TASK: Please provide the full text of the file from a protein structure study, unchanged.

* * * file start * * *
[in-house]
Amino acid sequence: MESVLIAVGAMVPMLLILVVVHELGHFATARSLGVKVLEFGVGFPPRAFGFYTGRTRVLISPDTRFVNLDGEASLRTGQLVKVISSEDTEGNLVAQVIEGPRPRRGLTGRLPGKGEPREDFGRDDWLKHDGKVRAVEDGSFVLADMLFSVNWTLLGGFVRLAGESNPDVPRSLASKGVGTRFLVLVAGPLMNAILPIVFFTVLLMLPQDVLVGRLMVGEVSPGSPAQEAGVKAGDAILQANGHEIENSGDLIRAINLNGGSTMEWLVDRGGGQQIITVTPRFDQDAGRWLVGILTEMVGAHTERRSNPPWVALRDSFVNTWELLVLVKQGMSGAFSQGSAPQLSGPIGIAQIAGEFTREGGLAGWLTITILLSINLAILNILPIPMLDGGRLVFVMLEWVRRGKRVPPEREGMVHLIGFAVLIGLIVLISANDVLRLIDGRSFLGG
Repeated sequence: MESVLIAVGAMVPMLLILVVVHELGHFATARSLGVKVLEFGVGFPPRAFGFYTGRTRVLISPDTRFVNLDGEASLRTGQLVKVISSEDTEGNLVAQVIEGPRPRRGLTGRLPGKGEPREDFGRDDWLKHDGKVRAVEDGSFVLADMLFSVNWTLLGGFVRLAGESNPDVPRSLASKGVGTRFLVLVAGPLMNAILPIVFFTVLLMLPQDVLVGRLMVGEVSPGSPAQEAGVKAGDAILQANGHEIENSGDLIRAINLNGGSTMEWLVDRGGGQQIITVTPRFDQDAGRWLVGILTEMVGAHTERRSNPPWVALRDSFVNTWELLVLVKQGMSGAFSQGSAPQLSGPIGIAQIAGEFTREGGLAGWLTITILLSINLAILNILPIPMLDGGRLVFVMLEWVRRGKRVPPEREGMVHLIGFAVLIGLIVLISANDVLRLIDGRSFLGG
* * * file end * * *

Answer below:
[in-house]
Amino acid sequence: MESVLIAVGAMVPMLLILVVVHELGHFATARSLGVKVLEFGVGFPPRAFGFYTGRTRVLISPDTRFVNLDGEASLRTGQLVKVISSEDTEGNLVAQVIEGPRPRRGLTGRLPGKGEPREDFGRDDWLKHDGKVRAVEDGSFVLADMLFSVNWTLLGGFVRLAGESNPDVPRSLASKGVGTRFLVLVAGPLMNAILPIVFFTVLLMLPQDVLVGRLMVGEVSPGSPAQEAGVKAGDAILQANGHEIENSGDLIRAINLNGGSTMEWLVDRGGGQQIITVTPRFDQDAGRWLVGILTEMVGAHTERRSNPPWVALRDSFVNTWELLVLVKQGMSGAFSQGSAPQLSGPIGIAQIAGEFTREGGLAGWLTITILLSINLAILNILPIPMLDGGRLVFVMLEWVRRGKRVPPEREGMVHLIGFAVLIGLIVLISANDVLRLIDGRSFLGG
Repeated sequence: MESVLIAVGAMVPMLLILVVVHELGHFATARSLGVKVLEFGVGFPPRAFGFYTGRTRVLISPDTRFVNLDGEASLRTGQLVKVISSEDTEGNLVAQVIEGPRPRRGLTGRLPGKGEPREDFGRDDWLKHDGKVRAVEDGSFVLADMLFSVNWTLLGGFVRLAGESNPDVPRSLASKGVGTRFLVLVAGPLMNAILPIVFFTVLLMLPQDVLVGRLMVGEVSPGSPAQEAGVKAGDAILQANGHEIENSGDLIRAINLNGGSTMEWLVDRGGGQQIITVTPRFDQDAGRWLVGILTEMVGAHTERRSNPPWVALRDSFVNTWELLVLVKQGMSGAFSQGSAPQLSGPIGIAQIAGEFTREGGLAGWLTITILLSINLAILNILPIPMLDGGRLVFVMLEWVRRGKRVPPEREGMVHLIGFAVLIGLIVLISANDVLRLIDGRSFLGG